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Hungering to serve those in great need

Food bank nears its $5 million goal for facilities upgrades

There’s a local family where two brothers trade eating every other day because the family can’t afford to feed them both every day. There are parents who have to choose between paying the heating bill and buying food. There are children on school food programs who don’t eat a full meal on weekends, so being hungry is the only reason they look forward to going to school on Monday.

Community Harvest of Northeast Indiana is, for many, the reason they don’t go hungry.

Hunger is basic. It may be a symptom, rather than a root problem, and some, understandably, wish to help cure social ills where they start, through empowerment and education. But, for me, that’s like surgery without anesthesia. A hungry child can’t learn in school, a hungry worker won’t be as productive as possible, and a hungry mother’s infant will not be as healthy as it should be.

Community Harvest is hundreds of dedicated volunteers, donors and staff coming together to help make sure that not one man, woman or child goes to bed hungry. And, as hard as they try, they fail every day for lack of sufficient resources.

Yet they do so much! Community Harvest provides assistance to more than 90,000 clients annually, meaning that one out of seven people in our nine-county service area is directly affected every day. During 2012, 11 million pounds of food was distributed, 53 percent in Allen County, which was 1 million pounds more than in 2011.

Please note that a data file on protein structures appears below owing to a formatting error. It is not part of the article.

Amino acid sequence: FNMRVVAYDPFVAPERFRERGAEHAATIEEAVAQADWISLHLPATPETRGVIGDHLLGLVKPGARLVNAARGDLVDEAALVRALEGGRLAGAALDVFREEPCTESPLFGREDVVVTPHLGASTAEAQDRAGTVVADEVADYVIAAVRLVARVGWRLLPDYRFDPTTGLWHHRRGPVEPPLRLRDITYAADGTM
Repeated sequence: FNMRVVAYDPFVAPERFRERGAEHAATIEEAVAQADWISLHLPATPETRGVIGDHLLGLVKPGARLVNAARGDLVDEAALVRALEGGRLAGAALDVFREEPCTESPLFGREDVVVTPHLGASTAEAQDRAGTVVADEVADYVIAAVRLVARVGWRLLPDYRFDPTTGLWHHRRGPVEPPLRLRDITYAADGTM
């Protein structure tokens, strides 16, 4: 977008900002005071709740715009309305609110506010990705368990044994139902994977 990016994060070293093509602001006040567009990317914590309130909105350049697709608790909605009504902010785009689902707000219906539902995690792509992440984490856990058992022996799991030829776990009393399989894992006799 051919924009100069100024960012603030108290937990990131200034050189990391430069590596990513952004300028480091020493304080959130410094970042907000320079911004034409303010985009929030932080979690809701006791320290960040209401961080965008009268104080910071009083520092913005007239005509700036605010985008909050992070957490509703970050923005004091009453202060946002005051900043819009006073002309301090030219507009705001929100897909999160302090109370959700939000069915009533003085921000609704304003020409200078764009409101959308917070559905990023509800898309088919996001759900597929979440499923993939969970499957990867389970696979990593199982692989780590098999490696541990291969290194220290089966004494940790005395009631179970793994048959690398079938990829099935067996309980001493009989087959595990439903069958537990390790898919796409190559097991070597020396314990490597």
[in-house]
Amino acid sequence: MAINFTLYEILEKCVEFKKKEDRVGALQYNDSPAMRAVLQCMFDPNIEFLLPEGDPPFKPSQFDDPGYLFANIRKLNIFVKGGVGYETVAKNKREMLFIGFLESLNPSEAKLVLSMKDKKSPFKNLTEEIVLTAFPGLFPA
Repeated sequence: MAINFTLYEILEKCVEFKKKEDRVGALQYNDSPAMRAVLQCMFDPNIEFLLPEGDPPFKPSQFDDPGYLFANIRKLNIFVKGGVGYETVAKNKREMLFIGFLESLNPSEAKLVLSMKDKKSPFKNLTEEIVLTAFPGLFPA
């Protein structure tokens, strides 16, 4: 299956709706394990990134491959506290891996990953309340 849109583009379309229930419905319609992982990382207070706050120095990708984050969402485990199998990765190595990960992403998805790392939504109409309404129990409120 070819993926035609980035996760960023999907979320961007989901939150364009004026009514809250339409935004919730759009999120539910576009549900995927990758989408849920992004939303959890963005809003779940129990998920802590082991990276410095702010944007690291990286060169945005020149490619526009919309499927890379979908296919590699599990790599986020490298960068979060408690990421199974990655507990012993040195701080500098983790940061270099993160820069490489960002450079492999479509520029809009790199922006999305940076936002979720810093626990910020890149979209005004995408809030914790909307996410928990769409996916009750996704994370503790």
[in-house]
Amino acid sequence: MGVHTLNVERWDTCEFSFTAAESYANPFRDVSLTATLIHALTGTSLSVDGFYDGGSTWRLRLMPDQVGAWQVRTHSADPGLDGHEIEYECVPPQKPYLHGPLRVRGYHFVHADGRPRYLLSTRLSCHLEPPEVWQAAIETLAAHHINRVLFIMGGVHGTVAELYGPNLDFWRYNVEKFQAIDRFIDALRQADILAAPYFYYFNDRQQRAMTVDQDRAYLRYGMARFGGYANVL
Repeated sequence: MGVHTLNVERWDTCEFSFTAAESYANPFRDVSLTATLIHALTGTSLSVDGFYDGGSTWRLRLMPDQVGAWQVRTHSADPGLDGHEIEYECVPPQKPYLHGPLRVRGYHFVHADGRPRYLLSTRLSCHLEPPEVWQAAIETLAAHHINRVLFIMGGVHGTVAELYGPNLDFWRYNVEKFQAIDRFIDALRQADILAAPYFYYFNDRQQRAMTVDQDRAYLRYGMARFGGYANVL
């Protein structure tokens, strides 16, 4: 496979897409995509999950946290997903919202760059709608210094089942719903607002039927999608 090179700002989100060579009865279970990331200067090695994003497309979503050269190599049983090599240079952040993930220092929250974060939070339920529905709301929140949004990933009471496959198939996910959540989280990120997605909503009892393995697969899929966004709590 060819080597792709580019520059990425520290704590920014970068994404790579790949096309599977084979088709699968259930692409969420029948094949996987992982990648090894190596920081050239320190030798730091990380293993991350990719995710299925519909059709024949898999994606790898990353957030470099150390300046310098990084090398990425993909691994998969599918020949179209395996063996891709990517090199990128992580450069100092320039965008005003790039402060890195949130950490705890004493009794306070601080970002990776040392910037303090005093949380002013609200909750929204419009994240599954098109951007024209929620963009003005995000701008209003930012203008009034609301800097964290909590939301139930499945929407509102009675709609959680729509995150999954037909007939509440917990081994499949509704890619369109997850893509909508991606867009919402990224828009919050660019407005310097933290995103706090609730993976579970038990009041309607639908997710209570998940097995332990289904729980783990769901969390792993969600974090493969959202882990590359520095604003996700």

Now, we’re engaged in a campaign to raise $5 million to renovate our two facilities and to replace an aging fleet of vehicles. So far, we’ve raised $4.6 million and recently completed work on our Tillman Road facility, where every Saturday morning an average of 575 heads of households, representing 2,200 family members, line up for hours to take home fresh produce, dairy products and baked goods, and where our Community Cupboard and Back Pack (food that goes home with children over the weekend) programs are located.

Our north facility still requires renovation to be fully functional as a distribution center for the more than 430 partner agencies – food kitchens, churches and social service organizations – that work with us on a daily basis.

One of Executive Director Jane Avery’s dreams is to build a “blanch and freeze” operation at the north facility, which would allow us to collect, store and distribute quality produce year-round, rather than just at harvest time. This program will cost $200,000 to establish and will be the first of its kind in the country.

The need is great – and growing. We’ve almost reached our goal – thanks to many dozens of foundations, businesses and individuals – and you can help get us there and have a truly meaningful effect on your community.

To learn more about the “Hunger: Help Us Fill The Need” campaign, to make a contribution, or to have a tour of our facilities, please call 447-3696.

Christopher Guerin is chairman of the Community Harvest Capital Campaign. He wrote this for The Journal Gazette.